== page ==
Sleep is essential for optimal health,1 yet more than one-third of US adults report insufficient sleep2 and 50 to 70 million people in the United States experience 1 or several sleep disorders.3 Both short and long sleep (<7 or >7 hours per night, respectively) have been associated with a greater risk of all-cause mortality and cardiovascular disease (CVD).4 Evidence links hypertension, coronary heart disease, and cerebrovascular disease to both ends of the sleep duration continuum (<5–6 hours or >8–9 hours).5,6 In addition to sleep duration, irregular sleep timing is associated with cardiovascular events.7 Irregular sleep timing (differing bedtimes and rise times for 1 week)7 represents the potential for circadian misalignment. Evidence has emerged demonstrating increased CVD risk among shift workers,8 as well as rise in cardiac events after daylight saving time,9 and in individuals who have longer sleep times on weekends compared with weekdays (called social jetlag).10,11
Populations at Risk
Some populations may be at a greater risk for sleep-related CVD risk. Many factors, such as the social determinants of health and lifestyle behaviors, influence sleep. Hale and colleagues12 observed that living in disadvantaged neighborhoods was associated with poor sleep quality, sleep disruptions, and insufficient sleep. Individuals with lower income and education levels experience a shorter sleep duration,13 of which occupational characteristics may play a role.14 Living arrangements and family structure have also been noted to affect sleep. Living alone and living with high levels of environmental noise contribute to sleep deficits.12,15 Adults with children report shorter sleep than those without children living in the home.12
Lifestyle behaviors, such as smoking, alcohol consumption, and physical inactivity, also influence an individual's sleep. Those who smoke report shorter sleep durations than nonsmokers and experience more insomnia symptoms than light smokers or nonsmokers.16 Alcohol consumption in nonalcoholics may promote sleep during the first half of the sleep period but disrupts sleep during the second half, leading to impaired sleep homeostasis.17 Binge drinking further disrupts sleep homeostasis.17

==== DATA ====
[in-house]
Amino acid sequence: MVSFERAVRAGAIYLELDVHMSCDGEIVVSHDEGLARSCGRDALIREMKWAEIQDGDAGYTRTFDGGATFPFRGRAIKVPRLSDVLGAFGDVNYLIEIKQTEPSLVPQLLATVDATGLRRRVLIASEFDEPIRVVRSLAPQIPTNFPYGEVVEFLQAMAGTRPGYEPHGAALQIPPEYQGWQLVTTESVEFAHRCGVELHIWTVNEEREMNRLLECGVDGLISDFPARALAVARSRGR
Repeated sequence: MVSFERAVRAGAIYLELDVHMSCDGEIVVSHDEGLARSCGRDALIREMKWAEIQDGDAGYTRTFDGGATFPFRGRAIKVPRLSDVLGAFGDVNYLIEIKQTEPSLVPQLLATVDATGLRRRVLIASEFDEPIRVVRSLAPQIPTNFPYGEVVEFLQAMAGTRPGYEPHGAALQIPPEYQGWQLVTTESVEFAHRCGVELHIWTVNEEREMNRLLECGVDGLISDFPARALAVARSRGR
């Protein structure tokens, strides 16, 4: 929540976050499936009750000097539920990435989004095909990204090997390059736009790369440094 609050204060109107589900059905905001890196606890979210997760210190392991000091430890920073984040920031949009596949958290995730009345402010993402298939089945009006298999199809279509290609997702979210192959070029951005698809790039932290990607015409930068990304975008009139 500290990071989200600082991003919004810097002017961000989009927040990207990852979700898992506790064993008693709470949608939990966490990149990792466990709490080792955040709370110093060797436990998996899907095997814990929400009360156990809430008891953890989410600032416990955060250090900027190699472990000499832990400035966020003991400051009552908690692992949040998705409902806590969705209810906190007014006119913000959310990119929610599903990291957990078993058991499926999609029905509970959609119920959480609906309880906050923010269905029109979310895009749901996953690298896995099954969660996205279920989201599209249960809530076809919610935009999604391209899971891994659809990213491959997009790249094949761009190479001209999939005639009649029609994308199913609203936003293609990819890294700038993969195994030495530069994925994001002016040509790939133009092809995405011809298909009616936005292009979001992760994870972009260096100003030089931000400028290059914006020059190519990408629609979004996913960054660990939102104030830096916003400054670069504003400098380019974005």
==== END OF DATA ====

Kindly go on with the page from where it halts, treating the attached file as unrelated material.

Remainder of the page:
Women may be at a greater risk for cardiovascular effects of sleep restriction than men. Covassin and colleagues18 reported that 9 consecutive nights of sleep restriction resulted in elevated ambulatory blood pressure, impaired endothelial function, and stimulated sympathetic response among healthy adults. Of note, elevated blood pressure occurred only in women.
The COVID-19 pandemic has altered lifestyles resulting in sleep disturbances. Sleep problems continue to be common during this pandemic, affecting roughly 40% of the general and healthcare populations.19 A longitudinal study demonstrated that midsleep times (the midpoint between bedtime and wake time), which are indicative of the circadian system, were delayed, whereas midsleep variability and resting heart rate decreased.20 Healthcare workers are the most vulnerable population in the fight against COVID-19 and its variants because they are on the front lines. Approximately 40% of physicians and 35% of nurses reported sleep disturbances,21 and 36% to 41% of nurses experienced insomnia symptoms.22 The Society of Behavioral Sleep Medicine has issued objectives and recommendations for managing sleep problems during a pandemic. These guidelines include many resources for clinicians.23
Healthy sleep requires adequate duration, regularity of timing, daytime alertness, absence of sleep disorders, and good subjective quality.1 Sleep is a potentially modifiable behavior that is critical to the promotion of health and reduction of cardiovascular risk. The American Academy of Sleep Medicine issued a position statement in June 2021. The Academy recommended that healthcare providers routinely assess sleep habits, sleep symptoms, and sleep patterns and timing during patient encounters. They recommend that sleep health be “targeted by public health and workplace interventions to improve health-related outcomes, and behaviors that help people attain healthy sleep.”24(p2) The Academy also places a major emphasis on sleep health education in schools, in community and healthcare settings, in the workplace, and in public health policy arenas. The evidence-based recommendations issued by the Academy provide a “call to action” for nurses and nursing underscoring the importance of quality and quantity of sleep across the life course of individuals. Cardiovascular nurses are well positioned in clinical and community-based settings to implement the recommendations and advocate for the promotion of sleep health for patients, healthcare providers, and the public.
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